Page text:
The October 1963 Treaty Banning Nuclear Weapon Tests in the Atmosphere, in Outer Space, and Underwater [the the Limited Test Ban Treaty - LTBT] permits all underground nuclear explosions, except those which cause "radioactive debris to be present outside the territorial limits of the state under whose jurisdiction or control the explosion is conducted.". Accordingly, the treaty presented no obstacle to contained underground nuclear tests, which are designed to fully contain the radioactivity [though sometimes they did accidentally vent]. It did present a potential obstacle to underground nuclear explosions for excavation experiments and projects such as the sealevel canal where a very small amount of radioactivity must be released to the atmosphere. A restrictive interpretation of the treaty would foreclose these excavation experiments and projects. There has been a tendency on the part of some in the United States Government to interpret "radioactive debris to be present" if it is detectable with the most sensitive means available to modern science.

The USSR had not followed such a narrow interpretation of the treaty in the conduct of its underground nuclear explosion programs. Narrowly interpreted, the Soviets could be said to have caused "radioactive debris to be present" outside Soviet territory about 25 times between the time the treaty came into effect and 1969. Most radiation protection guides at that time, including those of the International Atomic Energy Agency, the International Commission on Radiation Protection, the USSR, and the US, contain definitions of concentrations of radioactivity below which the radioactivity is considered to be "not present" insofar as such guides are concerned.

The PLOWSHARE program had conducted six cratering nuclear explosions which contributed information. On 12 March 1968 the Project Buggy test - the first nuclear row charge experiment - was conducted. The explosion, which involved the simultaneous detonation of five explosives (each detonation yielded 1.08 kt) placed 150 feet (45.7 meters) apart at a depth of 135 feet (41.1 meters), created a ditch 855 feet (261 meters) long, 254 feet (77.4 meters) wide, and 65 feet (19.8 meters) deep. Evaluation of the nuclear aspects of the study were aided by the Atomic Energy Commission's successful detonation of the 30-35-kiloton SCHOONER shot on 08 December 1968 at the Nevada Test Site that produced a crater approximately 850 feet in diameter and 200 feet deep.

Plowshare performed no major atomic experiments pertaining to nuclear excavations after the Project Schooner blast in December 1968. Two more nuclear tests -- STURTEVANT and YAWL -- of a program of four tests were essential to determine feasibility of constructing the transisthmian canal. One interpretation of the Limited Test Ban Treaty that equated a violation with the ability to detect any radioactivity at all at the border. These additional tests would have required amendment of the 1963 Limited Test Ban Treaty [LTBT], which would have taken years to negotiate. The LTBT prohibition was on "radioactive debris present outside the territorial limits of the State", and by 1969 laboratory equipment could detect "one atom in a room" or one ten-thousandth of a picocurie whereas in 1963 instruments could detect only 100 times that amount of radioactivity. By this interpretation, the LTBT phrase, "radioactive debris," or the Russian translation of this phrase, "radioactive fallout," implied more than an insignificant detectable amount at the border.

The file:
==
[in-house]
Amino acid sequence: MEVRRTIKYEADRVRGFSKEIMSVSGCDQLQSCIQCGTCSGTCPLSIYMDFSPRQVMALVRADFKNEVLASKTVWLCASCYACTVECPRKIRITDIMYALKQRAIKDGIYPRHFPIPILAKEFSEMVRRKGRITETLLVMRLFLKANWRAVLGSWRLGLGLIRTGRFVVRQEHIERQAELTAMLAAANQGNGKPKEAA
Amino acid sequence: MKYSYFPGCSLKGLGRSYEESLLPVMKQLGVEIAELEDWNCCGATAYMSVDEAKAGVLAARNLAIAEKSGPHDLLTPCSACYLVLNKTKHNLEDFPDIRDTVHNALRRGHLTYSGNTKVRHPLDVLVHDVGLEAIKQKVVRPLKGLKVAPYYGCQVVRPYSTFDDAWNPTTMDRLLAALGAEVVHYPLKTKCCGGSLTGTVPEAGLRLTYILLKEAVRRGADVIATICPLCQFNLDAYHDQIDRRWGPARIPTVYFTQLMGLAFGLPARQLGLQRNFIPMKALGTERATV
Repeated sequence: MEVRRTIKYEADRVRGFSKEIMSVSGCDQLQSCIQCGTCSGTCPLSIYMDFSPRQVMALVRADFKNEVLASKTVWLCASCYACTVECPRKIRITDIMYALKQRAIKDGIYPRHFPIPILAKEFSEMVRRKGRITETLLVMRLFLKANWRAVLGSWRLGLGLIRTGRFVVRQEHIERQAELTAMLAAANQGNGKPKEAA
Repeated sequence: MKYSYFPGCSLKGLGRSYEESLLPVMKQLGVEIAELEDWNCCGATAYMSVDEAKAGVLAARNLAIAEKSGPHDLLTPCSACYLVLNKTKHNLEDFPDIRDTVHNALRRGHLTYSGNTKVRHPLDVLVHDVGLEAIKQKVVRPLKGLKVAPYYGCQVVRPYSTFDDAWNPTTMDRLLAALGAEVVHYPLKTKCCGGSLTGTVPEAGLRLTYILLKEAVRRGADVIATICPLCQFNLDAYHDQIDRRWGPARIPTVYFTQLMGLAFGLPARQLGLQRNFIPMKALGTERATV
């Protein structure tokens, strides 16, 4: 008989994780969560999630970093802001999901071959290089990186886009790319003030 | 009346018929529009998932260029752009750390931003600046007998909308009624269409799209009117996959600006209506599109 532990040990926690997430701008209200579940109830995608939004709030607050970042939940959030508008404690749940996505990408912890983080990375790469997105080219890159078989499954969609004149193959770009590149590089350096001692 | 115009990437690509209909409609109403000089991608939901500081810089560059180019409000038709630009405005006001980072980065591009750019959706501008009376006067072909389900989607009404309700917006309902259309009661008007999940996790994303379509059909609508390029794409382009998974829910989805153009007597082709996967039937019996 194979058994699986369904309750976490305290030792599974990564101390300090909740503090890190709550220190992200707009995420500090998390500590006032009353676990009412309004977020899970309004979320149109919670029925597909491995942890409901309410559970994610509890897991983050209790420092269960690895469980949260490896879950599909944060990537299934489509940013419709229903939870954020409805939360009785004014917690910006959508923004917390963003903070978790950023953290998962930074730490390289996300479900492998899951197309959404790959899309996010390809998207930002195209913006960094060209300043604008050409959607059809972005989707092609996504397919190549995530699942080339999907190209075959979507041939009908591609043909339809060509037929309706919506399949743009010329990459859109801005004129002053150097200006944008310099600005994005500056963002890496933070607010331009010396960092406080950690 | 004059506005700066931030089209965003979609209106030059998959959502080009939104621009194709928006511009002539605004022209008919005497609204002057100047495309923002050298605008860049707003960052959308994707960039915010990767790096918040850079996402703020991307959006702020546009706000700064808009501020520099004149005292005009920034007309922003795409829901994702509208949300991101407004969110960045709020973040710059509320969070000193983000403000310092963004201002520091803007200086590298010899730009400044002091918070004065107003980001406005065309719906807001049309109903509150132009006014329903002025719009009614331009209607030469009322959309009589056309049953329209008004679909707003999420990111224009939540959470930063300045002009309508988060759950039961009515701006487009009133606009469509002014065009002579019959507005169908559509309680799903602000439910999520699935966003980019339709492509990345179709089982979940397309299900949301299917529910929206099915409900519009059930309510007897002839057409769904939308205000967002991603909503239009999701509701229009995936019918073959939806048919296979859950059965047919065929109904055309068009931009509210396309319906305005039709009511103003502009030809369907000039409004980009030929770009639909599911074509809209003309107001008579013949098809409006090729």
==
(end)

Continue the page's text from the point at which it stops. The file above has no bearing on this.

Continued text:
The feasibility of nuclear excavation had not been established because the inability to conduct nuclear cratering tests up into the megaton range has left too many uncertainties. The timetable for conducting such tests could not be predicted. If nuclear excavation were feasible and could be accomplished as its proponents believed, Route 25 in northwestern Colombia, which was estimated at slightly over $2 billion, might be the preferred route. Most of this expense is for the conventionally excavated section of the route. All-nuclear routes investigated were not considered possible because of safety costs or unsuitable geologic conditions. The nuclear explosion method was cheaper by a half-billion dollars.

The AEC stated that by conducting only two more key experiments, one of which would be Project Sturtevant, it could resolve the major technical uncertainties relating to Route 25, the only potentially viable route outside of Panama. Ultimately the STURTEVANT and YAWL shots were not conducted, because of political concerns about public reactions to the radiation that would have been released. It was noted that in an atmosphere of heightened public concern over activities that affect the environment, even these two PLOWSHARE shots might draw down the already limited level of public tolerance for the entire testing program--both weapons and peaceful. Seeking a Treaty amendment at this time would undoubtedly encounter strong pressure to link this issue with a comprehensive test ban treaty, and with progress by the nuclear powers in other disarmament areas such as SALT and the NPT.

Field operations were terminated in July 1969, but data evaluation continued until June 1970. The engineering feasibility study was presented to the study commission in August 1970. This commission terminated its five-year study and forwarded its report to the President on November 30, 1970 [dated December 1, 1970]. The 1970 final report recommended, in part, that no current U.S. canal policy should be made on the basis that nuclear excavation technology will be available for canal construction. Concerns included the formidable problem of removing existing populations in the canal zone, and the possible damage to the environment from nuclear explosives.

The report stated: "...although we are confident that someday nuclear explosions will be used in a wide variety of massive earth-moving projects, no current decision on U.S. canal policy should be made in the expectation that nuclear excavation technology will be available for canal construction..." It was recommended that "...the U.S. pursue development of the nuclear excavation technology, but not postpone Isthmian Canal policy decisions because of the possible establishment of feasibility of nuclear excavation at some later date."

The Anderson Study, completed in 1970, concluded that a sea-level canal was not economically justifiable.